*hip reference to obscure Django Reinhardt tune
Last weekend we went to one of the freebies, the 42nd edition of Jazz en Liberté in Andernos les Bains, 9 months out of the year a sleepy oyster-growing town on the Bassin d'Arcachon. When we moved here, I had a pretty good idea but still wasn't entirely sure what to expect musically. Surprisingly, you don't hear much of anything French, though is not like I thought it'd be Edith Piaf or accordions playing Sous le Ciel de Paris (Under the Paris Sky) everywhere. I was kind of hoping for it, probably because it fits in with some romantic stereotype. I'm also not afraid to admit digging accordions, which could have something to do with having grown up in Pittsburgh where, last time I checked, you could still hear polkas on the radio. What I didn't expect, however, was a total saturation of American music of all styles (except Country, thank God, but it must be here somewhere), mainly '60s rock (good and bad), R&B and jazz. In short, if it's American they're into it.
This was reflected in the lineup for the Andernos festival, which included two local New Orleans style brass street bands, a Cajun/zydeco styled blues band calling themselves The Fabulous Crawfishmen and at their sound check, we finally heard some accordion. There were a couple of groups claiming Brazilian influence and a few billed as jazz manouche, Django Reinhardt inspired "gypsy jazz", and France's major contribution to the genre. The U.S was represented by an ex-pat trio of R&B influenced pop singers that we couldn't stick around to hear because we had to get our rented car back (plus it was way after our bedtime.)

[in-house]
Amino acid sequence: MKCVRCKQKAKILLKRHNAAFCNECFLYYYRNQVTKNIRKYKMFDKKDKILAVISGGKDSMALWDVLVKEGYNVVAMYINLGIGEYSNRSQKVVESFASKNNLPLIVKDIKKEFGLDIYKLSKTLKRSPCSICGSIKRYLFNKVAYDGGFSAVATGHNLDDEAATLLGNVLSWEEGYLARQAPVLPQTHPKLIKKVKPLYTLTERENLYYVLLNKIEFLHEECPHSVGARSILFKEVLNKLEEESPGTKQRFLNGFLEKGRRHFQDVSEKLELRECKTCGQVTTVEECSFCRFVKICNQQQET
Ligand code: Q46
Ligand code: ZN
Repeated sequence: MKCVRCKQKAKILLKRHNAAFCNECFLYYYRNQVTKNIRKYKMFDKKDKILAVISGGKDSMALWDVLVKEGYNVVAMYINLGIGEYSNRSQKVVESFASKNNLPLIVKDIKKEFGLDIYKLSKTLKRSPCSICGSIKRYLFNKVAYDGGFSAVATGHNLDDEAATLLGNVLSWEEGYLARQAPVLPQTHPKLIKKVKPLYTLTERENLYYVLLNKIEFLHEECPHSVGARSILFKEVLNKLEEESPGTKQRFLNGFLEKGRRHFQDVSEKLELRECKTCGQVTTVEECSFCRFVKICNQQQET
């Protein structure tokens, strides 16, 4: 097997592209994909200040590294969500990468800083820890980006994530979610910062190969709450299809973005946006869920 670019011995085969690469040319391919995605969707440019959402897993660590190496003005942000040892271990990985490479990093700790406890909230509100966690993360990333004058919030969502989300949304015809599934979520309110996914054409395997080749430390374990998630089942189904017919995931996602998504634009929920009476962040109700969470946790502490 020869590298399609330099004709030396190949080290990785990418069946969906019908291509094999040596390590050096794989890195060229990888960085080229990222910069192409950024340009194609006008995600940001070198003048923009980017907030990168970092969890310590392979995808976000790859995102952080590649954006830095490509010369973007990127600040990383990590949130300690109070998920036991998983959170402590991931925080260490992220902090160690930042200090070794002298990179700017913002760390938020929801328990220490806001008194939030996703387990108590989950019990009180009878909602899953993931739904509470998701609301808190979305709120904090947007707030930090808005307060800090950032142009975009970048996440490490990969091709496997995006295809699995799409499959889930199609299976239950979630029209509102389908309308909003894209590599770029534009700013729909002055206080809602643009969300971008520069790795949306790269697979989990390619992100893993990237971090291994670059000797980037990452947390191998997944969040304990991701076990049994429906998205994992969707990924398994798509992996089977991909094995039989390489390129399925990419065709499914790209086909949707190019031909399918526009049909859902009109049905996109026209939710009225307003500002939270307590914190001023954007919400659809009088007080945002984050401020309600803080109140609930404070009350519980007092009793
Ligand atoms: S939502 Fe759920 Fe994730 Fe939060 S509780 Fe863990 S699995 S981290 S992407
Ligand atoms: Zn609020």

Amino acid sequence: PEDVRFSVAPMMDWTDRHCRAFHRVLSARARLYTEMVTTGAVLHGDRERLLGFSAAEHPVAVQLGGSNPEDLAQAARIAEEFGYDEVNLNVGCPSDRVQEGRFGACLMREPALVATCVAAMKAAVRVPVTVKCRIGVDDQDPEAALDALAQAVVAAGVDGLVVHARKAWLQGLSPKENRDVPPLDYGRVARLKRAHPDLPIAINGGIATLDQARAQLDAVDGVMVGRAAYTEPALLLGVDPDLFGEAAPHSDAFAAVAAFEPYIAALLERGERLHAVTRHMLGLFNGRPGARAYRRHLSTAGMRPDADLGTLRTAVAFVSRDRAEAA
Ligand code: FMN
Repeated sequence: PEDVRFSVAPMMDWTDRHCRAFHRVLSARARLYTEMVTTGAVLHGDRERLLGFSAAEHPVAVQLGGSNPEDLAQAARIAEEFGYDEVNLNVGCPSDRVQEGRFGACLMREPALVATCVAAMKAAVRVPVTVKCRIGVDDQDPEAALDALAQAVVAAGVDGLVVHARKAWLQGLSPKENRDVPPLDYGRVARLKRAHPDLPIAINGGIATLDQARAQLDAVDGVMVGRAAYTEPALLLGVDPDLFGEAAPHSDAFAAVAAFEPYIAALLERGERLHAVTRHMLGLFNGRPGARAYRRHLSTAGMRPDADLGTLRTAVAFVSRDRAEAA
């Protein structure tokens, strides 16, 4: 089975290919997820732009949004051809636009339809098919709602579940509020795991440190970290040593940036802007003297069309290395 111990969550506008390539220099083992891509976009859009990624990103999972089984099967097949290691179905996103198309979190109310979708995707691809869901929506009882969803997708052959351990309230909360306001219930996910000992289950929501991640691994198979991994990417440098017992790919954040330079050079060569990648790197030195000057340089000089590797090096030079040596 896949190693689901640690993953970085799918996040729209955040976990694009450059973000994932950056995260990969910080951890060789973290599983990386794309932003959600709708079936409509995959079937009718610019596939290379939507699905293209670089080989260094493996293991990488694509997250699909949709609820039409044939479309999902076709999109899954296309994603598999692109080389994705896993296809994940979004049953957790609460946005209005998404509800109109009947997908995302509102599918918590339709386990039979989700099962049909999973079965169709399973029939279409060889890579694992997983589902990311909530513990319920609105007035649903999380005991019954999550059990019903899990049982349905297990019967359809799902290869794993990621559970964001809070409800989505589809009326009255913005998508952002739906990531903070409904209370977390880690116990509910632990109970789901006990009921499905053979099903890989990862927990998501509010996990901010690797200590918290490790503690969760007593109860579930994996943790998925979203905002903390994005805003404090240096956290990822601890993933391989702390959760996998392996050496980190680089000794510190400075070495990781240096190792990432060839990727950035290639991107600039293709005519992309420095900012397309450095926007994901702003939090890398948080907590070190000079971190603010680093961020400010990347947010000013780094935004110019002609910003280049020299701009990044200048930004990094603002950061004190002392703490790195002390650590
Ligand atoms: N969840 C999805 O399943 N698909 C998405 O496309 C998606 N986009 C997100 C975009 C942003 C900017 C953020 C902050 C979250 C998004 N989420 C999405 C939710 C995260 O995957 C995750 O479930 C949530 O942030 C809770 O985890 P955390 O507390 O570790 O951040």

We arrived in time to experience the déambulation "fil rouge" of the Bokale Brass Band. The first word means exactly what it sounds like, strolling around but fil rouge I'm not really sure of. As near as I can figure, this is a French Second Line. A second line, for the uninitiated, is the people marching and dancing behind a brass band (the first line) in a New Orleans street parade. Here in the Old Country, however, they deambulate. Like New Orleans the idea is to get everyone involved and as the band led the crowd in "Iko, Iko", I wondered how many times they listened to Dr. John before giving up and looking for the words somewhere else. And the crowd reflected exactly what I love about musical events, but especially jazz, in France - it's for everybody. The audience is always a microcosm of French society. There are families, teenagers, old-timers - everybody.
|Entrhalled little girl ponders the meaning of "Jockomo feeno ah na nay"|
The Quartet Encontro, featuring a great young trombonist, performed originals plus all your favorite Jobim hits among the ruins of a third century Roman villa. This sounds and is cool, which is good since the reality of having to sit on rubble for a long time is mitigated by the knowledge that the stones numbing your ass have been there nearly 20 centuries.
|Among the ruins|
The night ended for us with one of the manouche groups, Mystère Trio, from Toulouse. These guys were fabulous and an example of how categorizing musicians can sometimes be misleading but also how jazz can take from whatever it likes. While the trio was definitely Django based, at least one of the tunes we heard came from Mali and the drummer, when not at his jazz kit, had another setup that I only know enough to describe as "world persussion". I've hyper-linked their website so you can check it out.
Next week we have tickets for two days at Marciac but I'm waiting until we get back to explain why, at one of the biggest, most prestigious and important jazz festivals in the world, I spent good money on an aging rock star. Now I'll leave you with a bit of Saturday night's Mystère Trio set.